Tal Afar will be targeted next in the roll-up of remaining ISIS enclaves in Iraq following victory in the terror group's last major stronghold of Mosul, Army Lt. Gen. Stephen Townsend said Tuesday.
Townsend, the U.S. coalition commander for Iraq and Syria, said he could not confirm reports that ISIS leader Abu Bakr al-Baghdadi, who proclaimed the creation of a "caliphate" in Mosul's Al Nuri grand mosque in June 2014, had been killed.
"I don't have a clue, simple as that," he said of the most recent report of Baghdadi's possible death from the Syrian Observatory of Human Rights, a monitoring group based in London.
"Don't have a reason to believe he's alive, don't have a reason to believe he's dead," Townsend said. "I am unable to confirm or deny where he is or whether he is alive or dead."
In a briefing to the Pentagon from Baghdad, Townsend, commander of Combined Joint Task Force-Operation Inherent Resolve, said control of Mosul by the Iraqi Security Forces (ISF) is complete with the exception of a few small, isolated groups of ISIS holdouts.
He said one group of holdouts contacted an ISF commander Monday seeking to bargain on terms of surrender but was told that "unconditional surrender" was the only choice.
Townsend said the Iraqi commander immediately suspected a ploy that would allow the ISIS fighters to get close to ISF positions to launch an attack. The ISIS fighters were told to come out in small groups, but they rejected that offer.
"We saw later in the day a wave of suicide attacks," he said.
Townsend said he received word Tuesday that the ISIS holdouts again were seeking to surrender. He said the decision belongs to ISF commanders, but he sees no reason "to entertain any demands. Unconditional surrender is the only option."
The ISF and its Counter-Terror Service units, which led the way in the street fighting, will need a respite to recover and refit after the grueling nine-month siege of Mosul, but Tal Afar to the west will be their next target, Townsend said.
Assuming success in Tal Afar, which has already been encircled by government forces, the ISF would then move against ISIS enclaves in Hawija, in Kirkuk province north of Baghdad, and in areas still controlled by ISIS in western Anbar province, Townsend said. "How long it takes, I wouldn't guess. We'll be at it 'til it's done."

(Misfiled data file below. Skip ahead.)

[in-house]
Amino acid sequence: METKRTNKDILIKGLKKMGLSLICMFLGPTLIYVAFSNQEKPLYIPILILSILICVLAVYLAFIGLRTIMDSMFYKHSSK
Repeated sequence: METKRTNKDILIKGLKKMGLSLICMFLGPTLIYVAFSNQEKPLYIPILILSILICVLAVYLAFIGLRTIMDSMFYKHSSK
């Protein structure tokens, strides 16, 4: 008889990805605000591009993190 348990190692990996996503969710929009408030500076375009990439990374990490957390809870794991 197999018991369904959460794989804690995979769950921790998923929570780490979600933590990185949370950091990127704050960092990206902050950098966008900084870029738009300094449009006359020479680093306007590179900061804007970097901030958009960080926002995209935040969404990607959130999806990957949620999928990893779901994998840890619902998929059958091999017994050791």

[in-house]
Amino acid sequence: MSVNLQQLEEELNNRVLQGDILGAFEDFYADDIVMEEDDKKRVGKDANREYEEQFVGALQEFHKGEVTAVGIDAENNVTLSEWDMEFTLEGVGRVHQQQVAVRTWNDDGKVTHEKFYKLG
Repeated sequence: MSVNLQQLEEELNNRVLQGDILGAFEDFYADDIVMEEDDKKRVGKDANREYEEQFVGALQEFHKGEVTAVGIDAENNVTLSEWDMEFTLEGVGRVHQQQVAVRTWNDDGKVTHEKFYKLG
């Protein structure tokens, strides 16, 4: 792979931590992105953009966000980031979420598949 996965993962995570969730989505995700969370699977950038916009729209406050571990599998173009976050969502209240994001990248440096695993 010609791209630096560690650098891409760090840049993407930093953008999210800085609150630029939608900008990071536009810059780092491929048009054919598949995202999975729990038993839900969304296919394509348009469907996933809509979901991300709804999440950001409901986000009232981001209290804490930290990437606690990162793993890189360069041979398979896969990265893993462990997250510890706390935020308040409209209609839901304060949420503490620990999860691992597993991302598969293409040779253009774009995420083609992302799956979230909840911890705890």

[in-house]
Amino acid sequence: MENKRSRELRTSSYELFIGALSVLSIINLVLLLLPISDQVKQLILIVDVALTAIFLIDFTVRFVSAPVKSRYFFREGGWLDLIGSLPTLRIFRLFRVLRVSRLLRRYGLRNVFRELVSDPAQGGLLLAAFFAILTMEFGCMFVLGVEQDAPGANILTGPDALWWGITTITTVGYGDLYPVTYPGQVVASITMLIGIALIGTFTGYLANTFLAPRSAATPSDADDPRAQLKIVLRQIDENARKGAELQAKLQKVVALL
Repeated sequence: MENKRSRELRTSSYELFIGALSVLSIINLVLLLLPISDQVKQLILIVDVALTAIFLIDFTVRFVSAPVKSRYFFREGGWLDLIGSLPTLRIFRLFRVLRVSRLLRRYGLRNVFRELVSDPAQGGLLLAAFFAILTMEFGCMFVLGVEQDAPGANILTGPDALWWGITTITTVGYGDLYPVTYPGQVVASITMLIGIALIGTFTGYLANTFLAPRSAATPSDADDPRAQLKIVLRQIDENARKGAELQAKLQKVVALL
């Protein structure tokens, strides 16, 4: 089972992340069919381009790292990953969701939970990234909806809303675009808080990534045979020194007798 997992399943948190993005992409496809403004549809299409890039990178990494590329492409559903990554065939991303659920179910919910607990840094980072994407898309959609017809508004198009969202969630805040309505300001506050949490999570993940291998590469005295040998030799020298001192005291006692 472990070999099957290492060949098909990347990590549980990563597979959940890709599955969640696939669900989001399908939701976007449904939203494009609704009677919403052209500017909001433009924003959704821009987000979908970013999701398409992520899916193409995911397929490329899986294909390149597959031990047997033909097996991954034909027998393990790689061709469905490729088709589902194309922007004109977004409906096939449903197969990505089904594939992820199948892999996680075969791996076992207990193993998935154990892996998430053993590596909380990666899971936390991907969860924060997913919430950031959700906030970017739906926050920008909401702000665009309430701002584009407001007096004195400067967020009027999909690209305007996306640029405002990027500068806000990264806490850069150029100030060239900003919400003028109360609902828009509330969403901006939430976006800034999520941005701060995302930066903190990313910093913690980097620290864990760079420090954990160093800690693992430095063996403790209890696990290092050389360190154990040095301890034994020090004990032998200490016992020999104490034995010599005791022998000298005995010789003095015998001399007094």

He gave no timeline for the start of the additional operations, saying the main concern currently is consolidating the victory in Mosul and establishing security for returning residents.
Townsend said U.S. troop withdrawals are not under consideration following the victory in Mosul.
"This fight is far from over," he said. "So I wouldn't expect to see any significant change in our troop levels in the immediate future because there's still hard work to be done by the Iraqis and the coalition."
Much of the hard work will be political, stabilizing secured areas and establishing security that draws local support to avoid the re-emergence of the sectarian disputes that splintered Iraqi society and set the conditions for ISIS to push to the gates of Baghdad in June 2014, he said.
Kurdish Peshmerga fighters were instrumental in securing the eastern approaches to Mosul for the ISF, but the general said the Kurds' intention to hold a referendum on independence for their region in September raised concerns that Iraq could fracture into Shia, Sunni and Kurdish factions.
"I think all of us can look back to the end of 2011 when the U.S. and coalition forces left Iraq the last time and saw what played out in the intervening three years," Townsend said. "I don't think we want to replay that. There's a lot of work to be done in that area."
In a statement from the White House on Monday night, President Donald Trump hailed the victory and gave credit to his administration for accelerating the campaign against ISIS.
"We have made tremendous progress against ISIS -- more in the past six months than in the years since ISIS became a major threat," Trump said. "The victory in Mosul, a city where ISIS once proclaimed its so-called 'caliphate,' signals that its days in Iraq and Syria are numbered. We will continue to seek the total destruction of ISIS."
Townsend attributed the advances against ISIS to the "turnaround" in the ISF from the summer of 2014 when its troops dropped their equipment, shed their uniforms and fled at the appearance of ISIS fighters in pickup trucks.
He said the ISF's success came from the training provided by the U.S. and coalition troops, and the advise and assist support the ISF received from U.S. troops in the field, in addition to the relentless air campaign carried out by the coalition.
The ISF "that's on the field now -- is that army different than the one that was struggling to hold their capital three years ago? It certainly is," Townsend said.
Whether the ISF can maintain its current unity of purpose will depend on "their willingness to promote leaders on ability rather than political affiliation. I'm optimistic about it," he said.
-- Richard Sisk can be reached at Richard.Sisk@Military.com.